It’s 2019! (nearly wrote 18 there!) and the definition between operations engineer and developer has been blurred for longer than we can remember. The early 20xx’s DevOps mentality – beautifully characterized in books such as Gene Kim’s “The Phoenix Project” – have shifted the onus to end-to-end responsibility for a project.
Years on, we now have tried and tested paradigms and methodologies for ensuring technical stakeholders – historically known as “ops” and “dev” – are involved from the outset of a software project, with heavy reliance on day-zero automation, metrics, and reproducible dev/test/prod deployments.
With this mode of operation, an app’s codebase wouldn’t be anywhere near “production” without a significant amount of automation code. While calling it “automation code” may be nails on a chalkboard for some, personally, I see configurations, templates and definitions, describing how the underlying infrastructure can be built for the project (or re-built) from nothing, without any manual human intervention. And all of these require testing, validation, source control, security and dependency tracking, just like the application code itself.
This “code” may define how a CI/CD pipeline takes changes to the application codebase, tests it and produces new production deployment. It may define the spin-up of virtual machines, database clusters and other cloud resources needed as dependencies, it may deploy the very CI/CD infrastructure itself, or all of the above and more.
Teams have a a number of options with the above automation, with choices often made based on an individual team matrix of:
- Project requirements
- Team skills & experience
- Business policy
- Politics & Budget
(To name just a few!) This automation will usually be unique due to this decision matrix; the number of variables pretty much guarantee uniqueness somewhere in the process. This causes a problem when we look at Hybrid or Multi-Cloud (and I use those terms interchangeably, you’ll see why as we read on)
Branching out from ‘one’
All projects usually start on one ‘provider’, be it on-premise (VMWare, Openstack, Bare Metal, etc) or Public Cloud (AWS, GCP, Azure, Packet, etc).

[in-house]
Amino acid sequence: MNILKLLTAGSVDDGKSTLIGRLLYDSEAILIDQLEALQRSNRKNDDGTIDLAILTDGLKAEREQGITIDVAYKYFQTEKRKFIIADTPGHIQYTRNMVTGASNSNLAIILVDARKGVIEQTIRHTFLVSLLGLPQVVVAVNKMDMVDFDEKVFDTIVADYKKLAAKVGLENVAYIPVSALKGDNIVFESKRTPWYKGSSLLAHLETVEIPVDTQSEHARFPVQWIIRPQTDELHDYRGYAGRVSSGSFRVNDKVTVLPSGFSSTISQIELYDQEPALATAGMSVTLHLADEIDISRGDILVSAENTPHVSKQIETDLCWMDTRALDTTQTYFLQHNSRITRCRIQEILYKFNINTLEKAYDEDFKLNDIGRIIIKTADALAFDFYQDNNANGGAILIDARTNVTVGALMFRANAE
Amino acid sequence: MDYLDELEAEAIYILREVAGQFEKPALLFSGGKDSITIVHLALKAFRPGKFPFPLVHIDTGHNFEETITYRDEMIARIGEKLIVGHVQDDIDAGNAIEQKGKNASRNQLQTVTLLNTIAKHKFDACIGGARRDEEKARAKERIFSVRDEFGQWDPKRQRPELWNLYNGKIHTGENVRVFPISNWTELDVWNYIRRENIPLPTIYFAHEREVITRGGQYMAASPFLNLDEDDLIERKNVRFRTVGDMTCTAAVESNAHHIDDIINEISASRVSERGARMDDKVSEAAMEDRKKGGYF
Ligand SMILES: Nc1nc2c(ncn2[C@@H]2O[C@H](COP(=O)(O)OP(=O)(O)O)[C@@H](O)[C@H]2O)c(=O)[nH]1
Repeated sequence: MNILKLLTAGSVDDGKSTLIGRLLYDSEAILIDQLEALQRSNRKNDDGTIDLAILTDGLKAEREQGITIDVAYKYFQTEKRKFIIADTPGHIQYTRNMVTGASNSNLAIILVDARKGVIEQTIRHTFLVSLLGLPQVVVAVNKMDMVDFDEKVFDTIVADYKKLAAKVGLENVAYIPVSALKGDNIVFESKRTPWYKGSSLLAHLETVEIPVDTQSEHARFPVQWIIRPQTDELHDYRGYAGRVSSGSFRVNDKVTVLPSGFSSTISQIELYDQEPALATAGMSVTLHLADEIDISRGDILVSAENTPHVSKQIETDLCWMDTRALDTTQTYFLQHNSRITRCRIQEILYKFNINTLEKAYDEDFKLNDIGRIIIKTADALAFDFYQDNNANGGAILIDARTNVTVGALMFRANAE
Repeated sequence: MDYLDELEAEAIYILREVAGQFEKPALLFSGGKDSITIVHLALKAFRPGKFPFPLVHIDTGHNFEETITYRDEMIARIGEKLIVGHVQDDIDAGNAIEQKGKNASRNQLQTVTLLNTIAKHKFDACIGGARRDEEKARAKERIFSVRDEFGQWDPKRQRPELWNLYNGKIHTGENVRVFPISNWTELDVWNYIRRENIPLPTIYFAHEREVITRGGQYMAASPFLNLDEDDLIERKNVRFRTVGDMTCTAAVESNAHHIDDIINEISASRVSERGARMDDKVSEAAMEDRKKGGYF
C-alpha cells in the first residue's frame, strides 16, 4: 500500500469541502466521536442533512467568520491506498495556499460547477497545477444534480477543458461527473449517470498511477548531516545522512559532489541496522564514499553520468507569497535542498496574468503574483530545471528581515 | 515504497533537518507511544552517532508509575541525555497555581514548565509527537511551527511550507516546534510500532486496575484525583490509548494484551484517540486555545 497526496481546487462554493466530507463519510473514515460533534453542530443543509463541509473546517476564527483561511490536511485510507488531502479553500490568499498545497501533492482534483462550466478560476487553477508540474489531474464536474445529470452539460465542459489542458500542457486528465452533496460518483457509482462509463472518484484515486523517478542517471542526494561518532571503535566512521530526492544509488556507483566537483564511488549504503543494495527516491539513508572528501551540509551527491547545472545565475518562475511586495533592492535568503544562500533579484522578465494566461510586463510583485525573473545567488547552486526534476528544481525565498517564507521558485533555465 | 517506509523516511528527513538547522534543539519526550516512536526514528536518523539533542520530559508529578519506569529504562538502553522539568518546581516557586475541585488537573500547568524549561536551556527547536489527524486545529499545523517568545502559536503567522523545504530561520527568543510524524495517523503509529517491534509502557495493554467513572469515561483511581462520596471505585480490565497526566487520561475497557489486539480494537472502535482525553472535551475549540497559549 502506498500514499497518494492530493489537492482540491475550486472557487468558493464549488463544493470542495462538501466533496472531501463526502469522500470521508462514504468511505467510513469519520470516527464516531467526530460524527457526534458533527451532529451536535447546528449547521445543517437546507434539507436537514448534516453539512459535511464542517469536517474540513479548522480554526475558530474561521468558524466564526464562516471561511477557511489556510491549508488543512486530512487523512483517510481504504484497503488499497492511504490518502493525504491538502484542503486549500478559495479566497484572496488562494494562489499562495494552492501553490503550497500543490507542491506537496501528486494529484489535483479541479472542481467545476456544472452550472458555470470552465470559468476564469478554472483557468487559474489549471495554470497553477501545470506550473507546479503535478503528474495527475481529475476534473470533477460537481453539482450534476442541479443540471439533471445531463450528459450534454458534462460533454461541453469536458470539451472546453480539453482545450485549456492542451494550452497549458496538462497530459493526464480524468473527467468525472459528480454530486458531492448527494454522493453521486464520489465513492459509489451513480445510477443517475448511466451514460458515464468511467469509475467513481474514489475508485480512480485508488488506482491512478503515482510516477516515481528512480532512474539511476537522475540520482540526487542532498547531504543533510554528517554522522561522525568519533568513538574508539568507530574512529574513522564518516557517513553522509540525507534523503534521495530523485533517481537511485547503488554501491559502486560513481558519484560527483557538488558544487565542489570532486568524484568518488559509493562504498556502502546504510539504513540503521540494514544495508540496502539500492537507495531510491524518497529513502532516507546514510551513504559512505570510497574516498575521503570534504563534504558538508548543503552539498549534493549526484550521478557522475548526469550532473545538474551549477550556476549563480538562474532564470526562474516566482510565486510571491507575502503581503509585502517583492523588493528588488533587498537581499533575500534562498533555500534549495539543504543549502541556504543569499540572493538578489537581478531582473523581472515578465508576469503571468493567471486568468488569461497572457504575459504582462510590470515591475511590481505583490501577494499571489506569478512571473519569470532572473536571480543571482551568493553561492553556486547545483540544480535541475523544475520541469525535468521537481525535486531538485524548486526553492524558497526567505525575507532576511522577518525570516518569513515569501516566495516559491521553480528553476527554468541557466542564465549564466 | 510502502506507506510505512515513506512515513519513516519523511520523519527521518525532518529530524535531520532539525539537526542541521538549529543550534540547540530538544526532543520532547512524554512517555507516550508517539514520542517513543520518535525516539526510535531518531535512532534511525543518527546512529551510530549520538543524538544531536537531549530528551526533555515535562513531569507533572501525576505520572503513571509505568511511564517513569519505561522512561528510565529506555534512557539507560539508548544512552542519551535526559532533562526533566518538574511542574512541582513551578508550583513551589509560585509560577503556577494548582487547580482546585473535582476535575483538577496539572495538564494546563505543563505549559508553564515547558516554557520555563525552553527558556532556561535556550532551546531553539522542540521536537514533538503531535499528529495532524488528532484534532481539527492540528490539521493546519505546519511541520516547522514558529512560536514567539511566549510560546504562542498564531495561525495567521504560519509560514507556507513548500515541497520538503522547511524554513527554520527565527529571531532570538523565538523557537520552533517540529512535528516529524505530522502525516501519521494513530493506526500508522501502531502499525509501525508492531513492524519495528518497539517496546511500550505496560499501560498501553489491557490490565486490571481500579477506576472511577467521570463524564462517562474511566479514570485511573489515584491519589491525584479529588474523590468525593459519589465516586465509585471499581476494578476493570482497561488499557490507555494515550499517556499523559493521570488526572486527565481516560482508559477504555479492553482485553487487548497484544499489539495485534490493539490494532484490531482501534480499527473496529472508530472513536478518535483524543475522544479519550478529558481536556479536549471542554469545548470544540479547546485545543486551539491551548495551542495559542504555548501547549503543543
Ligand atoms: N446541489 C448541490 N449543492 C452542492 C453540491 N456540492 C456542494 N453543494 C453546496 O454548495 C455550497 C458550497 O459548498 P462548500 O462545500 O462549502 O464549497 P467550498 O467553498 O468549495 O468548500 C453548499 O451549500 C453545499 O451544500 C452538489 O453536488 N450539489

This provider may have multiple regions, availability zones and the like, but one provider it remains; for those who’ve experienced it, the occasional global S3 outage reminds us of that.
That said, this isn’t a fear-led article about multi and hybrid. The main public cloud provider’s up-time records are phenomenal. There are many better reasons to consider multi and hybrid cloud, such as dynamic cost/value tracking, ‘lock-in’-proofing your intellectual property, superior region coverage, GDPR and other data-geofencing requirements just to name a few.
Back to the point, It’s in this “branching out from one provider” task, where the first major hurdle to hybrid/multi lies, consider the following:
Your first provider is one of the three lower images, you want to also consume X of the others.
The problem, historically, is we’re talking virtual machine images with some configuration management, and each provider we want to support has a completely different API for automating this into reality.
Sure, there are great automation tools to make dealing with these API’s easier, like Terraform; but let’s compare simple terraform manifests for an AWS EC2 VM and a GCP Compute VM:
The same? Not at all. So while our multi-cloud automation can call the same tool for both deployments, the complexity of our “automation code” (those manifests, configs, etc) increases by 1 for each new environment we want to support, in BigO notation it’s a complexity of O(n) for n providers.
The mythical, universal API
Imagine instead, a world where VSphere spoke the Openstack API, and vice-versa, and AWS EC2, and GCP, and Azure, Packet.Net and whoever I’ve forgotten (sorry!)
Imagine they all spoke a single API, so asking for a specific VM with specific settings in all of those providers was one and the same thing. We’d suddenly have an O(1) scenario, where new environments would require minimal to zero extra automation code.
For the first time, Kubernetes’ popularity alone has achieved something nothing else has…It has caused every cloud provider – not wanting to miss out on revenue from customers wanting to consume Kubernetes – to offer “managed Kubernetes” or “Kubernetes as a service” at zero or very little cost above the usual compute cost for VM’s.
For the first time (that I can remember in this industry, at least, and the X86 and linux Kernel API’s don’t count!), we have a consistent API for defining our application deployments once, regardless of the number of providers we want to support.
Does this magically solve all multi and hybrid cloud problems? Of course not. But consistent API’s and reducing complexity cost of supporting multiple environments sets us on the least friction path to embracing multiple providers when we are ready.
Interested to learn more?
There are a number of issues and considerations still to overcome though. From serverless to security, from (data)silos to servers, I’ll be writing more about how developers can take advantage of multi-cloud environments. I hope you’ll follow along, and send me any comments or questions you have.
In the mean time, DevNet has a number of multi-cloud developer resources you can access to learn more, including hybrid solutions for Kubernetes on AWS. Or catch up with more of the conversation by listening to our free webinar recording!